The beautiful game of football has seen many great players over the years dazzle on the pitch, displaying skills that others could only dream of.

Africa has produced its fair share of these rare gems: Abedi Pele, Jay Jay Okocha and George Weah to name a few. The impact they made on the game is often immeasurable; many have gone on to inspire the next generation of talented African and global names in football.

There was an aura about them once they stepped onto the pitch, delighting spectators with their intelligence, athleticism and alluring ball control, while sending shivers down the spines of their opponents at the mention of their names on matchday. They never failed to disappoint.

What would a team consisting of these league of extraordinary gentlemen look like? It would sure be called the Africa Legends XI.

Thomas N'Kono, goalkeeper

This was a tough choice between Nigeria’s Peter Rufai, Cameroon’s Carlos Kameni and Thomas N’Kono. N’Kono got the nod because among other things, he is one of only two goalkeepers to be crowned African footballer of the year, twice – in 1979 and 1982. He was undoubtedly one of Africa’s finest goalkeepers.

Thomas Nkono during the World Cup match against Colombia in Naples, Italy. Cameroon won the match 2-1 © David Cannon/Allsport/Getty

If he didn’t convince onlookers of his talents before the Italia 1990 World Cup, he certainly made a huge impact afterwards. His heroic performance even inspired Italian Gianluigi Buffon to become a goalkeeper.

Samuel Kuffour, defence, centre-back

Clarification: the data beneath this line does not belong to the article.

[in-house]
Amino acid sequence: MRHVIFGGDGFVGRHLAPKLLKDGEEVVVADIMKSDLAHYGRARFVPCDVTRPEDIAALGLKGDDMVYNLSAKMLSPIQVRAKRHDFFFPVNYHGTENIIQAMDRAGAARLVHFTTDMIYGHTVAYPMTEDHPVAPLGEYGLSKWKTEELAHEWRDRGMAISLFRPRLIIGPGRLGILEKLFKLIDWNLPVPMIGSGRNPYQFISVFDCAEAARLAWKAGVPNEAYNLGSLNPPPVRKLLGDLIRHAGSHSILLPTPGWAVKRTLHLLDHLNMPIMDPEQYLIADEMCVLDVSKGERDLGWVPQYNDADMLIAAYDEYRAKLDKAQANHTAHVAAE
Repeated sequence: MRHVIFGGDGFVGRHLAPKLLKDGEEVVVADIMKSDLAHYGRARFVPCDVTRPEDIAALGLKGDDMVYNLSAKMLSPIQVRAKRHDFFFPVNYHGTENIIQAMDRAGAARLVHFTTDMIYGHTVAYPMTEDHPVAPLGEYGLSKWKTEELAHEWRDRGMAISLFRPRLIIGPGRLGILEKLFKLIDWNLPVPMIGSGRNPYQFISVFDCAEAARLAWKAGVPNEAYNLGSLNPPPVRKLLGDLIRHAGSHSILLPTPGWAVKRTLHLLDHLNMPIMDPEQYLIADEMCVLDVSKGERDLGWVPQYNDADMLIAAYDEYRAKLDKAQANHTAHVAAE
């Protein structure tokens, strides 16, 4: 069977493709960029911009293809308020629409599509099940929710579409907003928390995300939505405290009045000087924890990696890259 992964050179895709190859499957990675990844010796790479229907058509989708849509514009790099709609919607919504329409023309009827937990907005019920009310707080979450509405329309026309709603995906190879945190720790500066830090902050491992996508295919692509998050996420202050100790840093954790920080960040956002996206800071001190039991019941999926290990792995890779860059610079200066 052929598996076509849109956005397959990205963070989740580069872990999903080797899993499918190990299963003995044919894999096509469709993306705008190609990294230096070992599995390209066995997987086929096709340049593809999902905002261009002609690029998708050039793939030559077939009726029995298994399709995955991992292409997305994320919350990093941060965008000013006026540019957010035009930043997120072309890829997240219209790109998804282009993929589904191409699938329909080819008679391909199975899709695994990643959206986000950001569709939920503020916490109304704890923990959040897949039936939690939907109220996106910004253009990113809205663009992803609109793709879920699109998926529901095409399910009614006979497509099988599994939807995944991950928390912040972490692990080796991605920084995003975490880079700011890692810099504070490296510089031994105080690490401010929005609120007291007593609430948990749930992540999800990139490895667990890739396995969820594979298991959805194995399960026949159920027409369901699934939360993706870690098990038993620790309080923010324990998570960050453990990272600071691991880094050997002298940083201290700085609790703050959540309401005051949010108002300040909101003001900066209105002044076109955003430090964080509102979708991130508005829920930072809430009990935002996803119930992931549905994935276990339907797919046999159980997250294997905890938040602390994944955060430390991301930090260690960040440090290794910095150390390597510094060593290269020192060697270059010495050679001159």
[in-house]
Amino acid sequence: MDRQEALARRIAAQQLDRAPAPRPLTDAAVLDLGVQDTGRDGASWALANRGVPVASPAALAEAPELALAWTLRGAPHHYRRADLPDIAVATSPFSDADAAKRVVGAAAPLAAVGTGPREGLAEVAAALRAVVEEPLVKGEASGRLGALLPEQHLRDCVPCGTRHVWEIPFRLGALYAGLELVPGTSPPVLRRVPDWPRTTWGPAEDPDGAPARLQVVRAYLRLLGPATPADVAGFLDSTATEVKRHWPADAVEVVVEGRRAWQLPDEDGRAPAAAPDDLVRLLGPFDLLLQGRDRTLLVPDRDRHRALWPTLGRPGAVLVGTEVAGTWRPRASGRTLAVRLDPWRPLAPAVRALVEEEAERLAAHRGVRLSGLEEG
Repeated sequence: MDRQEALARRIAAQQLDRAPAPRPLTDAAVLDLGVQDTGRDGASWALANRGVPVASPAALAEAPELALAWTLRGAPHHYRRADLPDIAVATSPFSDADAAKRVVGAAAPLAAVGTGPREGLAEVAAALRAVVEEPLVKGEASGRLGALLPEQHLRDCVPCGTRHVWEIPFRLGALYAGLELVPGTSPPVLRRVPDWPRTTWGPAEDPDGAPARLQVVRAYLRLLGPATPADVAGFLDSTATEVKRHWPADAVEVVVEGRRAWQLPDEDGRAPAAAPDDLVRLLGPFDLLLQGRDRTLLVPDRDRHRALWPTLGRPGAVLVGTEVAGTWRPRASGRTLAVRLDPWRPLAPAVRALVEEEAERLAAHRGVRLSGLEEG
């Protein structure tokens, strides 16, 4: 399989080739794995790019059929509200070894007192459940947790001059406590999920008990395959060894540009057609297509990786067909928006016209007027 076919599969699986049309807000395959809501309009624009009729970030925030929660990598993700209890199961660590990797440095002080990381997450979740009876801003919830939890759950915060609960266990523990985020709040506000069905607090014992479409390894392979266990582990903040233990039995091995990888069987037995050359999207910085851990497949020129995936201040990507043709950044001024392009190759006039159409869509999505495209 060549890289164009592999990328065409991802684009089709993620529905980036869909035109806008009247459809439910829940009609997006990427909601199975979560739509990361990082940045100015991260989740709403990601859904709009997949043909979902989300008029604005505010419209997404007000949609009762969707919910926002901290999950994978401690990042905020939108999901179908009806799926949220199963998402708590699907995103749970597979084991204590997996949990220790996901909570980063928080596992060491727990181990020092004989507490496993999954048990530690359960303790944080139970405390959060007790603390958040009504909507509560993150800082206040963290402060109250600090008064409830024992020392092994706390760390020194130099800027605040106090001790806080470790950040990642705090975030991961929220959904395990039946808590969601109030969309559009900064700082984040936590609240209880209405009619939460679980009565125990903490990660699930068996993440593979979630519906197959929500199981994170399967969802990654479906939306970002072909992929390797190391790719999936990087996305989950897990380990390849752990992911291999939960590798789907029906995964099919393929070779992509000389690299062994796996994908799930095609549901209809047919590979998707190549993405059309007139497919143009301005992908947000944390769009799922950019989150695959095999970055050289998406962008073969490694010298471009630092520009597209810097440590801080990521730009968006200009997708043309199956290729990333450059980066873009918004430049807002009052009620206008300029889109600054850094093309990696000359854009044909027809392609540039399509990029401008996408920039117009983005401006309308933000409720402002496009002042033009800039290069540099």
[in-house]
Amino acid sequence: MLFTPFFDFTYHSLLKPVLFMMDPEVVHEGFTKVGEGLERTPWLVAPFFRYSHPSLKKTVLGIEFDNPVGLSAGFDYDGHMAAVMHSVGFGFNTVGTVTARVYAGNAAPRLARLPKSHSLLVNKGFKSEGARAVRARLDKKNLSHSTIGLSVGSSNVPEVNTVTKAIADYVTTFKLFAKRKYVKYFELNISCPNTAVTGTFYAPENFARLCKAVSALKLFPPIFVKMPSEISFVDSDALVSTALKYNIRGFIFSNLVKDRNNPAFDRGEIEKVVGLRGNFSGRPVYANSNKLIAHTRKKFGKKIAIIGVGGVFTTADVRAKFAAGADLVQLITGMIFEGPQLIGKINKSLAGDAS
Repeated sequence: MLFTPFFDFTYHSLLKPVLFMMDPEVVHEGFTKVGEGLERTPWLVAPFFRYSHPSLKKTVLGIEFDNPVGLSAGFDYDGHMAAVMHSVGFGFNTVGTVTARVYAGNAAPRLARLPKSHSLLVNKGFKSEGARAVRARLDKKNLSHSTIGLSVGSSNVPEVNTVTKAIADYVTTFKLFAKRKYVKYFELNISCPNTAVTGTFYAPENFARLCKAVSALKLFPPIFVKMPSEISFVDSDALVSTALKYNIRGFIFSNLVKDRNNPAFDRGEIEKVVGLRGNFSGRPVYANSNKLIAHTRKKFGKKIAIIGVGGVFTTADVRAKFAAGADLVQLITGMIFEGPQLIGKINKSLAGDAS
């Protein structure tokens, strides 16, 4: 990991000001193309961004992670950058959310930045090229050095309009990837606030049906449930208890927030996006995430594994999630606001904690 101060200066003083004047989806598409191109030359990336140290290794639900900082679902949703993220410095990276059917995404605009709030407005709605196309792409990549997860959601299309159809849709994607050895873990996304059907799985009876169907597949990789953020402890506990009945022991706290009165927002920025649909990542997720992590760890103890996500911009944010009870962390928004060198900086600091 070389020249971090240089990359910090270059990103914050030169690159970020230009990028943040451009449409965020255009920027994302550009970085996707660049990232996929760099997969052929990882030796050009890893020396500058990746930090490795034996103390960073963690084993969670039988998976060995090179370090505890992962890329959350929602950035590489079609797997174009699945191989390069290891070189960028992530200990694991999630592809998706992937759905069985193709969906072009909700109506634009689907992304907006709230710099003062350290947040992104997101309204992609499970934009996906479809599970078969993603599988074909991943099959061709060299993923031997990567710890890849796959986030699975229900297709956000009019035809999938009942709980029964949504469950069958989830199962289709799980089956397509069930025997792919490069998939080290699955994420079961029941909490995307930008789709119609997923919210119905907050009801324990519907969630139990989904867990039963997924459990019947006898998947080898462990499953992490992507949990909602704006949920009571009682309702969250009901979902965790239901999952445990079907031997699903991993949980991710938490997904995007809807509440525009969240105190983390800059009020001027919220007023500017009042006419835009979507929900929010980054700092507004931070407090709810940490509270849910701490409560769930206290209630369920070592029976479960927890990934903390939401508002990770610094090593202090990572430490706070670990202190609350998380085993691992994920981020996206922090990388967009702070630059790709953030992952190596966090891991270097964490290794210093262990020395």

There were a few choices but first pick for the centre-back position is none other than Ghana’s Samuel Kuffour. He started out at Bayern Munich, where he went on to make over 200 appearances, winning 16 major titles – including a UEFA Champion’s League medal.

Ruud Van Nistelrooy tries to tackle Samuel Kuffour during the UEFA Champions League, Group A match between Bayern Munich and Manchester United in Munich © Clive Brunskill/ALLSPORT/Getty

If that was not impressive enough, Kuffour holds the record for the youngest defender of all time to score in a Champions League game, when he was 18 years old. He’s also the only African player to have made 60 appearances in the Champions League. Who could forget the anguish on Kuffour’s face when Manchester United made a dramatic comeback to win the Champions League in 1999?

Lucas Radebe, defence, centre-back

One of South Africa’s most famous footballing exports, Radebe made over 200 appearances for Leeds F.C.

Lucas Radebe heads away from Francis Jeffers of Everton during the FA Carling Premiership match at Elland Road in Leeds. Leeds won 2-0 © Michael Steele /Allsport/Getty

When he retired, he was given a testimonial match that saw 38,000 fans come to pay their last respects to the dedicated player. Not bad for an African legend.

Taribo West, left-back

Known for his unique hairstyles (which could be spotted from a mile away), Taribo West was one of the Super Eagle’s best defenders in his prime.

Taribo West challenges Krassimir Balakov of Bulgaria during the World Cup group D game at the Parc des Princes in Paris. Nigeria won 1-0 © Shaun Botterill /Allsport/Getty

His career saw him ply his trade at Inter and AC Milan, among other great football clubs.

Njitap Geremi, right-back

An easy choice for us, this versatile player was comfortable playing in any position in the back four.

Geremi Njitap gets away from Christian Ziege during the Germany v Cameroon, Group E, World Cup Group Stage match in Shizuoka, Japan on June 11, 2002 © Stu Forster/Getty